“I guess it just brings people out of all the stupid ideas and the rhetoric and stuff and hopefully is a reminder of what this is all about. This is about the pain and suffering of humans and the spilling of blood and murder and killing.”

As they lay on the cold ground awaiting arrest, Woolford overheard a plainclothes cop say to Baggerly, “You make me want to puke,” and “You’re a faggot.”

The three Catholic Workers were part of what’s known as a “Faith and Resistance Retreat,” which is held in Washington, D.C., three times a year. Founded by the late Philip Berrigan, his wife Elizabeth McAlister and others, the retreats, which have been going on for 30 years, almost always include nonviolent direct action at places like the Pentagon, the White House and other institutions of power.

Before the action, Woolford said he was nervous–not about being arrested in the first post-Sept. 11 “blood pouring” at the Pentagon, as such actions are called–but because he might miss out on an opportunity to “portray the truth in that kind of graphic way of seeing the blood on the building.”

Had anyone been near the building’s doors, Woolford planned to only pour his blood on the ground as he had done in 2001 at a previous Pentagon blood pouring.

The trial
From the moment she sat at the bench on the morning of March 7, it was clear that U.S. District Court Judge Theresa Buchanan–a relative of conservative pundit Pat Buchanan–wanted the trial to be expedited. Woolford, Baggerly and Frankel-Streit were getting their day in court, but it looked like it would be a short day.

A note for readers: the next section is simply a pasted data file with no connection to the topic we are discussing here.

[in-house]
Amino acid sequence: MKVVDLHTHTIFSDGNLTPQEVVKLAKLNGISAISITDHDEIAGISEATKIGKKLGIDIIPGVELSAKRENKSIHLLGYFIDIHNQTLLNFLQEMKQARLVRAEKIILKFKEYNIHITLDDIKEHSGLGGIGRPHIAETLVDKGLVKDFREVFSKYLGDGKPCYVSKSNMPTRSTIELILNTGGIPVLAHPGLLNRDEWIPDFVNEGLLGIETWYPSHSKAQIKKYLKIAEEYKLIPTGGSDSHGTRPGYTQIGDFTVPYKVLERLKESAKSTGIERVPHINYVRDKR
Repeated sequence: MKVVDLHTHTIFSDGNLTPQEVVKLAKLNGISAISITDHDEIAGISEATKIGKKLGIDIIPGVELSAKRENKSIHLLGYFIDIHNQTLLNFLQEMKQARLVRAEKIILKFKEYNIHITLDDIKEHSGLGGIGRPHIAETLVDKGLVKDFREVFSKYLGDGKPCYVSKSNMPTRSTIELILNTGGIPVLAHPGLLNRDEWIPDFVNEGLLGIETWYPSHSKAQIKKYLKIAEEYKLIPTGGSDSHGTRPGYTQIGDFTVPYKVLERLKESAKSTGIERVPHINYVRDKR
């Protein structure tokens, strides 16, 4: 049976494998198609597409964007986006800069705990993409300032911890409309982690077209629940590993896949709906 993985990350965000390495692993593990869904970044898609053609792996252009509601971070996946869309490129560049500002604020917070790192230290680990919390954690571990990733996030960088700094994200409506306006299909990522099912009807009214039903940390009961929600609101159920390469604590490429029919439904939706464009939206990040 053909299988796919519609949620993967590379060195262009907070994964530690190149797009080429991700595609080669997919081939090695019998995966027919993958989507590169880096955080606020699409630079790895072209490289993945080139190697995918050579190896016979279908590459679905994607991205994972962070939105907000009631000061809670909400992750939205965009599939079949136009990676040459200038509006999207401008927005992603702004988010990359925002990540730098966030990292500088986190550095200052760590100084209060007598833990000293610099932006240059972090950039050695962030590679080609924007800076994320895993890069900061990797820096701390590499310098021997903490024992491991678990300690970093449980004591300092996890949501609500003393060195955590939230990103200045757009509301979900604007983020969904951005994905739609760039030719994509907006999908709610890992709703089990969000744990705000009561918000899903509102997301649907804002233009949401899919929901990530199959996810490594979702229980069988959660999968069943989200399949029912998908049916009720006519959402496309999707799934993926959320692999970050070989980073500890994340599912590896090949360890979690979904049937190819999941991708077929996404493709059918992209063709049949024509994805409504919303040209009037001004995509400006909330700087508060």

With an unwavering look of consternation–almost loathing–on her face, Buchanan rushed the trial along with obvious disinterest. At one point she scolded the U.S. attorney, “No repetitive testimony.” At another point she looked toward the prosecutor, apparently exasperated that he was not objecting to Frankel-Streit’s line of questioning. “Sustained,” Buchanan said even before the prosecutor spoke his objection.

The government’s key witness was U.S. Army MP Brian McWilliams. McWilliams, a tall, slender man about 6 feet 5 inches tall, was dressed sharply in military uniform. McWilliams identified the three defendants.

“They said it was the blood of the innocents,” McWilliams testified. “The blood was splattered up above the doors all around … eventually it all soaked in. It was pretty bad.”

A government witness, Michael Bryant, from the Pentagon’s building manager’s office, testified that blood is splashed so often on the Pentagon that his office employs a special device nicknamed the “blood cart” for the cleanup. Bryant testified that four men worked five hours each at a labor cost of more than $900 to clean up the blood. However, the workers were already on duty being paid whether they were cleaning up the blood or not. Bryant also testified the Pentagon spent $350.37 for cleaning material such as bleach, gloves, rags, drop cloths and duct tape.